• Near-term leveraging potential: When the TRDRP-funded studies under a New Investigator Award are completed, is there compelling promise and high likelihood that their results will constitute a larger R01-level or P01-level study with high probability of funding from another agency such as the NIH? With TRDRP funding of the proposal, can the applicant leverage funding from other sources to further develop this area of research within two to three years after initial funding?

Criteria-3 (20 percent scoring weight)

  • New Investigator status and research team: Does the PI applicant strongly fit the criteria for the New Investigators Award? Is the research team appropriately trained and well-suited to carry out this work? Is the work proposed appropriate to the experience level of the PD/PI and other researchers? Does the investigative team bring complementary and integrated expertise to the project (if applicable)?
  • Environment: Does the scientific environment in which the work will be done contribute to the probability of success? Do the proposed studies benefit from unique features of the scientific environment, or subject populations or employ useful collaborative arrangements? Is there evidence of institutional support?
  • Community engagement and communication plan: Does the applicant propose a sound approach to engaging communities affected by tobacco use in either a collaborative partnership or by proactively informing about the nature and significance of the research and research outcomes? To what extent does the dissemination of findings go beyond the research community and include channels and tools targeting clinicians, public health practitioners, advocates, policymakers and the general public?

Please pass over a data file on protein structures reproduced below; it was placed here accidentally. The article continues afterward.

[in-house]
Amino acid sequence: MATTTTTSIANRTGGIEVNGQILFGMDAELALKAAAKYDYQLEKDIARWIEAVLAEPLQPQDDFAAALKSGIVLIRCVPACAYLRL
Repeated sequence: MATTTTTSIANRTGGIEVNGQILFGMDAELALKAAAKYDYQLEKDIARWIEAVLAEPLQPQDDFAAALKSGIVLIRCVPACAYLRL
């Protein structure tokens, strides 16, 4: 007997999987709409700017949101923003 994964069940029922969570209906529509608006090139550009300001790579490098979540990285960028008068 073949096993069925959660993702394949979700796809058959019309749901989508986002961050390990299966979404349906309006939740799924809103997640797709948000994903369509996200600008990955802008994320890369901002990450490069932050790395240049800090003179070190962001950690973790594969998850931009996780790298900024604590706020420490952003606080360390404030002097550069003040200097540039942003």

Other considerations:

  • Budget: Appropriateness of the budget request for the project, scientific or budgetary overlap and degree to which out-of-state contracts or collaborations are essential for the project.

  • Protection of human subjects from research risk: If human subjects are involved, protections from research risk relating to their participation in the proposed research will be assessed.

  • Inclusion of women, minorities and children in research: If human subjects are involved, the adequacy of plans to include subjects of both genders, all racial and ethnic groups (and subgroups) and children as appropriate for the scientific goals of the research will be assessed. Plans for the recruitment and retention of human subjects will be evaluated.
  • Care and use of vertebrate animals in research: If vertebrate animals are involved in the project, plans for their care and use will be assessed.